Railway arch privatisation poses threat to independent businesses

ancient-arch-arch-bridge-507410Many a small business has blossomed beneath a humble railway arch.

These once unwanted and dark spaces have been populated by an amazing range of fledgling entrepreneurs, drawn by affordable rents and prime town and city centre locations.
They have even passed into the nation’s psyche via our small screens. The railway arches in Coronation Street provided a home for Nick’s Bistro and Kevin Webster’s garage – before it burnt down. And, in EastEnders, there are always plenty of thrilling story lines at ‘arch-villain’ Phil Mitchell’s car repair business.
However, in the real world a new dramatic storyline has emerged which threatens the livelihoods of thousands of independent businesses operating from commercial railway arches.
It follows an announcement by Network Rail that it plans to sell off its commercial property business across England and Wales as part of a billion pound asset sale which will see current leases transferred to the new buyer.
Now a vast army of small businesses – from garages to hairdressers, gyms to cafes – face a very uncertain future. They fear that ordinary local businesses will simply be priced out of existence.
More than 4,000 commercial railway arches will be sold off by the end of this year as a package and already several global investment firms are expected to join the bidding.
Tenants have already had to bear the cost of unprecedented rent increases over the past year, some as high as 500 per cent, and a numbers have already fallen by the wayside.
Some suspect this rent review was carried out to ensure that the sell-off look more attractive to investors. Those who remain fear the impending privatisation only signals the start of further rent increases.
In reality, only high-mark up operations such as bars and clubs may be able to absorb the generally unaffordable increases.
My firm, Hilton Smythe, facilitates the sale of small and medium sized businesses, and I believe action must be taken to protect these commercial units which provide valuable spaces for innovative entrepreneurs.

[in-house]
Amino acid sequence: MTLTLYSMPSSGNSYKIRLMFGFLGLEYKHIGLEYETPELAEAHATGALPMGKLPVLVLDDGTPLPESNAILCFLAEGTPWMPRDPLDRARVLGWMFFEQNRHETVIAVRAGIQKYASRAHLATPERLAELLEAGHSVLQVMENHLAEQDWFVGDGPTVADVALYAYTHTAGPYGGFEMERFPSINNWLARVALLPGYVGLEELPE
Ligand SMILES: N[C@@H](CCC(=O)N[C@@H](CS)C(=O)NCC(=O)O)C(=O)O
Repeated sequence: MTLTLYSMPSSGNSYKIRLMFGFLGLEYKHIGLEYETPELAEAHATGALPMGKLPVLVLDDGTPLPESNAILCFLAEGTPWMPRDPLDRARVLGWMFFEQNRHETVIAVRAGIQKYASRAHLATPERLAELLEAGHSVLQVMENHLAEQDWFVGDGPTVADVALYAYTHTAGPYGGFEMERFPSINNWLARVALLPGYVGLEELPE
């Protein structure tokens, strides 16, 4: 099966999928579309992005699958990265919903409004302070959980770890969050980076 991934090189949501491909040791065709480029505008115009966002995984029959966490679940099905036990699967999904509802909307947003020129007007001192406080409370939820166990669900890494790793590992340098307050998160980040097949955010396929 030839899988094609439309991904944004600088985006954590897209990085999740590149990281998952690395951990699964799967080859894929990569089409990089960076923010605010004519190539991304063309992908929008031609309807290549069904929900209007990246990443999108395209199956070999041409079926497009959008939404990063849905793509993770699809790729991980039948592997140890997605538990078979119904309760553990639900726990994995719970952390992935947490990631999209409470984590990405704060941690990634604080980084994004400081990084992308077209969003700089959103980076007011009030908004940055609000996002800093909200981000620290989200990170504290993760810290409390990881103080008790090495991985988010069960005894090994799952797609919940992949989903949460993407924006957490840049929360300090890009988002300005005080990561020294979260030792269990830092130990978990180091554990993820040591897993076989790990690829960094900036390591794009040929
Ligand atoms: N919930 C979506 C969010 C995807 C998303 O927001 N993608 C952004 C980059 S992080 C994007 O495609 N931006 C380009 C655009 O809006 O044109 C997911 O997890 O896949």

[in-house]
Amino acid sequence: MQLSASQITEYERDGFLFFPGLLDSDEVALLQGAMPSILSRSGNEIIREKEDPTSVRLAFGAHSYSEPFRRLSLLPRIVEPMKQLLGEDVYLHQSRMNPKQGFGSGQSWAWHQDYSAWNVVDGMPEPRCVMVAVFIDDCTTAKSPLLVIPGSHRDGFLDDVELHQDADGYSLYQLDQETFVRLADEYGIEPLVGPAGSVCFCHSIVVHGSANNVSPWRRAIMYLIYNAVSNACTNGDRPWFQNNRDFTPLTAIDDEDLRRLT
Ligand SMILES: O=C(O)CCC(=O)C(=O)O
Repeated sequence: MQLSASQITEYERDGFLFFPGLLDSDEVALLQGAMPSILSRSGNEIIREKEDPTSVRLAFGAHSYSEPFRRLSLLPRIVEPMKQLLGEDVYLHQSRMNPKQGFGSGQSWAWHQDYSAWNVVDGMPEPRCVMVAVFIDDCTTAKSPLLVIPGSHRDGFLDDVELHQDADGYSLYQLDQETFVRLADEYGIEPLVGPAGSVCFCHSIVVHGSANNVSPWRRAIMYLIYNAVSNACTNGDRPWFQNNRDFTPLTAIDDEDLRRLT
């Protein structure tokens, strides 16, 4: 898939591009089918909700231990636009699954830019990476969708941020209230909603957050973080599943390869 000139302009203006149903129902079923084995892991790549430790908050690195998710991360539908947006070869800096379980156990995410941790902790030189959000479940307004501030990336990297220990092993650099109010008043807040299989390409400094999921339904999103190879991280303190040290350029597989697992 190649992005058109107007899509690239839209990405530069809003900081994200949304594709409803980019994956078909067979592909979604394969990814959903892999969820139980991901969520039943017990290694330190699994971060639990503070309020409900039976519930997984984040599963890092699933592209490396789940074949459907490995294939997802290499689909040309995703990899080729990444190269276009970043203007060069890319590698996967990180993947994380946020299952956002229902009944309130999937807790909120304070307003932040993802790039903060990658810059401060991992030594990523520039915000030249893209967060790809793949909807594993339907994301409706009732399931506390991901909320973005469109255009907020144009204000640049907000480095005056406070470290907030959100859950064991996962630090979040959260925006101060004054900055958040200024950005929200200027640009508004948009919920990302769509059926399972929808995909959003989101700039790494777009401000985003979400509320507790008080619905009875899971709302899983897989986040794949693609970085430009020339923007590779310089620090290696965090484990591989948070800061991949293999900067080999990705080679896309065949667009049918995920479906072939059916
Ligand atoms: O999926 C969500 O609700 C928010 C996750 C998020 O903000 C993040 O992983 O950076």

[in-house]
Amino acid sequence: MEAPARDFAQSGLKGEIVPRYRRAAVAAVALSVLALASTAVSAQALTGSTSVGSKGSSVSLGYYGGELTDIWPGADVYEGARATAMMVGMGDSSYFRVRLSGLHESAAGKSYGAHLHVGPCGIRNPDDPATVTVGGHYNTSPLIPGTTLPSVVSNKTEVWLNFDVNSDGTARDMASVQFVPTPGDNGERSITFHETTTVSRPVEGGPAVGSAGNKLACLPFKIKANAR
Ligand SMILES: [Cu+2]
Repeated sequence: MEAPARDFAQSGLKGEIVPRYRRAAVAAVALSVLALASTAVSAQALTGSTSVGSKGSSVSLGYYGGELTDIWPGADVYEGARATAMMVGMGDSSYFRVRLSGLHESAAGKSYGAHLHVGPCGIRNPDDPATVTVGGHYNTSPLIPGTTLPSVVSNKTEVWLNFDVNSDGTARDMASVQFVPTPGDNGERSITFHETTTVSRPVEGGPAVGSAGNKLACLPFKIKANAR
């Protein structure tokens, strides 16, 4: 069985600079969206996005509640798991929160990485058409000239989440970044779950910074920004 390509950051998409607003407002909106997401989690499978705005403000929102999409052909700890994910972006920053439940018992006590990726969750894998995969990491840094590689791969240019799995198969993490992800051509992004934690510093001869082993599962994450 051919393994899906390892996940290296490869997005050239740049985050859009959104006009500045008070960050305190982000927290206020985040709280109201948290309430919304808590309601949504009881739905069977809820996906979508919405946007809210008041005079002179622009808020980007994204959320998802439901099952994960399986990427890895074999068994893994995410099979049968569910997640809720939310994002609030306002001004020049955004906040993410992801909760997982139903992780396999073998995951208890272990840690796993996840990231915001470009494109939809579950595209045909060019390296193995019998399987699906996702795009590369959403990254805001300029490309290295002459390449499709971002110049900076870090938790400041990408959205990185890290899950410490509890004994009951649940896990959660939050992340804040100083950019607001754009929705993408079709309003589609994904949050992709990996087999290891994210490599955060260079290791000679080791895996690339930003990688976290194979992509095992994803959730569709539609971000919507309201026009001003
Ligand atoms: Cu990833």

Furthermore, they add a vitality and vibrancy to town and city centres up and down the country at a time when independent businesses are seen as one answer to the current retail downturn.
Of the 4,455 arch spaces let out by Network Rail, fewer than 30 are operated by national chains, which emphasises just how important they remain for the independent sector.
The publically owned body was ordered by the Government in 2015 to raise money from its assets and has argued that the money will be reinvested in the rail network.
But this short-term gain is at the expense of thriving small businesses and could further add to the woes of our town and city centres.
The asset stripping exercise fails to recognise that the railway arches could well be left deserted by unrealistic rental expectations. This would represent a real loss to communities and a blow to passion-driven small businesses.
Surely Government policy should support small businesses rather than benefit the coffers of large global investment firms.
However, the businesses involved have already banded together into a national group called Guardians of the Arches, and have written to Transport Secretary Chris Grayling urging him to stop the privatisation.
Many long-term tenants have carried out work at their own expense to improve the previously unwelcoming arches and now face being forced out. For them the situation is doubly distressing.
Let’s hope that the Government and tax payer-funded Network Rail see sense and preserve our commercial railway arches and allow the businesses using them not only to survive, but prosper.
They are a vital part of this country’s rich retail mix and not an opportunity to make a quick financial gain.

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